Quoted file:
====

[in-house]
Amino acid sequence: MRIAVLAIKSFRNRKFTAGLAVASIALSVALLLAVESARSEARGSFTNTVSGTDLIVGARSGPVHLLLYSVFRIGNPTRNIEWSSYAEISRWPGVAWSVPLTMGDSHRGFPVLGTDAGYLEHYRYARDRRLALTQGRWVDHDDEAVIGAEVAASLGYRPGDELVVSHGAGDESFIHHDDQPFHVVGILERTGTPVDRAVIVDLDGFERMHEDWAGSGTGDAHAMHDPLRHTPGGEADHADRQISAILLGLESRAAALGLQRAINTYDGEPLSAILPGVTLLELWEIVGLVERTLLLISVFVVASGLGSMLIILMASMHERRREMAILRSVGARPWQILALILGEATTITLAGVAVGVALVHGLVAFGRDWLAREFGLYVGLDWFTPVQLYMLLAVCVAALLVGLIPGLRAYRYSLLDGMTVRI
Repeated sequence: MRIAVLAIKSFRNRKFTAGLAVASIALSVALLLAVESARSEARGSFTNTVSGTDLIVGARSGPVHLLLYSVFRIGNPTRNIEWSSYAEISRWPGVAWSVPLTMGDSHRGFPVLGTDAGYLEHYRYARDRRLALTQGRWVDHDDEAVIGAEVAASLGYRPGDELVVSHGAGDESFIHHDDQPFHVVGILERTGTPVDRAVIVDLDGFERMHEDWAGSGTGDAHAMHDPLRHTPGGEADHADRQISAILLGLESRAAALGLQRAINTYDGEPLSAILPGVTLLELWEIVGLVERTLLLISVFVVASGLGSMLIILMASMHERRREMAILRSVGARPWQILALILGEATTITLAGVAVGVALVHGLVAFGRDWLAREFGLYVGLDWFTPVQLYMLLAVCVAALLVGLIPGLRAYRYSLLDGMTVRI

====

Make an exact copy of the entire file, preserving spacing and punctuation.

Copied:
[in-house]
Amino acid sequence: MRIAVLAIKSFRNRKFTAGLAVASIALSVALLLAVESARSEARGSFTNTVSGTDLIVGARSGPVHLLLYSVFRIGNPTRNIEWSSYAEISRWPGVAWSVPLTMGDSHRGFPVLGTDAGYLEHYRYARDRRLALTQGRWVDHDDEAVIGAEVAASLGYRPGDELVVSHGAGDESFIHHDDQPFHVVGILERTGTPVDRAVIVDLDGFERMHEDWAGSGTGDAHAMHDPLRHTPGGEADHADRQISAILLGLESRAAALGLQRAINTYDGEPLSAILPGVTLLELWEIVGLVERTLLLISVFVVASGLGSMLIILMASMHERRREMAILRSVGARPWQILALILGEATTITLAGVAVGVALVHGLVAFGRDWLAREFGLYVGLDWFTPVQLYMLLAVCVAALLVGLIPGLRAYRYSLLDGMTVRI
Repeated sequence: MRIAVLAIKSFRNRKFTAGLAVASIALSVALLLAVESARSEARGSFTNTVSGTDLIVGARSGPVHLLLYSVFRIGNPTRNIEWSSYAEISRWPGVAWSVPLTMGDSHRGFPVLGTDAGYLEHYRYARDRRLALTQGRWVDHDDEAVIGAEVAASLGYRPGDELVVSHGAGDESFIHHDDQPFHVVGILERTGTPVDRAVIVDLDGFERMHEDWAGSGTGDAHAMHDPLRHTPGGEADHADRQISAILLGLESRAAALGLQRAINTYDGEPLSAILPGVTLLELWEIVGLVERTLLLISVFVVASGLGSMLIILMASMHERRREMAILRSVGARPWQILALILGEATTITLAGVAVGVALVHGLVAFGRDWLAREFGLYVGLDWFTPVQLYMLLAVCVAALLVGLIPGLRAYRYSLLDGMTVRI